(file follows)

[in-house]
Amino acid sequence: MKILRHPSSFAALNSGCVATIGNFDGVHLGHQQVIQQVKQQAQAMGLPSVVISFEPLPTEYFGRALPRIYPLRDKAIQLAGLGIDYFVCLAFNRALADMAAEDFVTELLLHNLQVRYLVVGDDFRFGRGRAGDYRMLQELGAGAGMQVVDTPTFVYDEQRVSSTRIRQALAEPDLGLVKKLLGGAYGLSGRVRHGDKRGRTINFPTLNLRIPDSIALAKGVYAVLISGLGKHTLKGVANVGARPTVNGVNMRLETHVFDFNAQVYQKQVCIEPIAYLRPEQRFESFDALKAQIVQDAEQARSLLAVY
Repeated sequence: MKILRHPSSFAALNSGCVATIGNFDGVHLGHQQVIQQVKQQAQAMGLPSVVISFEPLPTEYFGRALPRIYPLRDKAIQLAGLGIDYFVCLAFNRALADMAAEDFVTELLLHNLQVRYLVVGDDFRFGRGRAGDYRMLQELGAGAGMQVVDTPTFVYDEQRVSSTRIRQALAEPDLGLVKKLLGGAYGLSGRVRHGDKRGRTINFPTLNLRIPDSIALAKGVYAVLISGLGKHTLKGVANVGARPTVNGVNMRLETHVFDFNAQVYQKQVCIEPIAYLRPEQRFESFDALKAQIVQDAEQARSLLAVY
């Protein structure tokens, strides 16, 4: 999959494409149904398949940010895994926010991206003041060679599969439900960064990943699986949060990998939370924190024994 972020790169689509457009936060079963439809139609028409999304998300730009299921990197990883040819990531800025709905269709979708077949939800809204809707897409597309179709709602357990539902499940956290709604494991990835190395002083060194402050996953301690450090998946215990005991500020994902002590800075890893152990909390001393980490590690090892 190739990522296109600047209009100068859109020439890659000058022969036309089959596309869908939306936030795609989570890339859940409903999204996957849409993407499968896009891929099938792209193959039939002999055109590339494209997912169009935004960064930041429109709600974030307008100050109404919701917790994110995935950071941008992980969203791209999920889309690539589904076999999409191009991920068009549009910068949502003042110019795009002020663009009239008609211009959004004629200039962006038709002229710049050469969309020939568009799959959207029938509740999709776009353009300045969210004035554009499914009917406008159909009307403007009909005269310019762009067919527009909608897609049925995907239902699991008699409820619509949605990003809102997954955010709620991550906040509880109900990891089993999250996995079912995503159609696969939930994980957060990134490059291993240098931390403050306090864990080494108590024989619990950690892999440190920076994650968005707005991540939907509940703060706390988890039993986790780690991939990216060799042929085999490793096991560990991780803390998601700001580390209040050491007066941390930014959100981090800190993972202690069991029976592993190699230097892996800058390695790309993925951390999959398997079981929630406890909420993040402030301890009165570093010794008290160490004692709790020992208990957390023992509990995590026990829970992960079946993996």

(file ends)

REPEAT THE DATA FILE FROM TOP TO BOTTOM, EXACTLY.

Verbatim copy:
[in-house]
Amino acid sequence: MKILRHPSSFAALNSGCVATIGNFDGVHLGHQQVIQQVKQQAQAMGLPSVVISFEPLPTEYFGRALPRIYPLRDKAIQLAGLGIDYFVCLAFNRALADMAAEDFVTELLLHNLQVRYLVVGDDFRFGRGRAGDYRMLQELGAGAGMQVVDTPTFVYDEQRVSSTRIRQALAEPDLGLVKKLLGGAYGLSGRVRHGDKRGRTINFPTLNLRIPDSIALAKGVYAVLISGLGKHTLKGVANVGARPTVNGVNMRLETHVFDFNAQVYQKQVCIEPIAYLRPEQRFESFDALKAQIVQDAEQARSLLAVY
Repeated sequence: MKILRHPSSFAALNSGCVATIGNFDGVHLGHQQVIQQVKQQAQAMGLPSVVISFEPLPTEYFGRALPRIYPLRDKAIQLAGLGIDYFVCLAFNRALADMAAEDFVTELLLHNLQVRYLVVGDDFRFGRGRAGDYRMLQELGAGAGMQVVDTPTFVYDEQRVSSTRIRQALAEPDLGLVKKLLGGAYGLSGRVRHGDKRGRTINFPTLNLRIPDSIALAKGVYAVLISGLGKHTLKGVANVGARPTVNGVNMRLETHVFDFNAQVYQKQVCIEPIAYLRPEQRFESFDALKAQIVQDAEQARSLLAVY
């Protein structure tokens, strides 16, 4: 999959494409149904398949940010895994926010991206003041060679599969439900960064990943699986949060990998939370924190024994 972020790169689509457009936060079963439809139609028409999304998300730009299921990197990883040819990531800025709905269709979708077949939800809204809707897409597309179709709602357990539902499940956290709604494991990835190395002083060194402050996953301690450090998946215990005991500020994902002590800075890893152990909390001393980490590690090892 190739990522296109600047209009100068859109020439890659000058022969036309089959596309869908939306936030795609989570890339859940409903999204996957849409993407499968896009891929099938792209193959039939002999055109590339494209997912169009935004960064930041429109709600974030307008100050109404919701917790994110995935950071941008992980969203791209999920889309690539589904076999999409191009991920068009549009910068949502003042110019795009002020663009009239008609211009959004004629200039962006038709002229710049050469969309020939568009799959959207029938509740999709776009353009300045969210004035554009499914009917406008159909009307403007009909005269310019762009067919527009909608897609049925995907239902699991008699409820619509949605990003809102997954955010709620991550906040509880109900990891089993999250996995079912995503159609696969939930994980957060990134490059291993240098931390403050306090864990080494108590024989619990950690892999440190920076994650968005707005991540939907509940703060706390988890039993986790780690991939990216060799042929085999490793096991560990991780803390998601700001580390209040050491007066941390930014959100981090800190993972202690069991029976592993190699230097892996800058390695790309993925951390999959398997079981929630406890909420993040402030301890009165570093010794008290160490004692709790020992208990957390023992509990995590026990829970992960079946993996």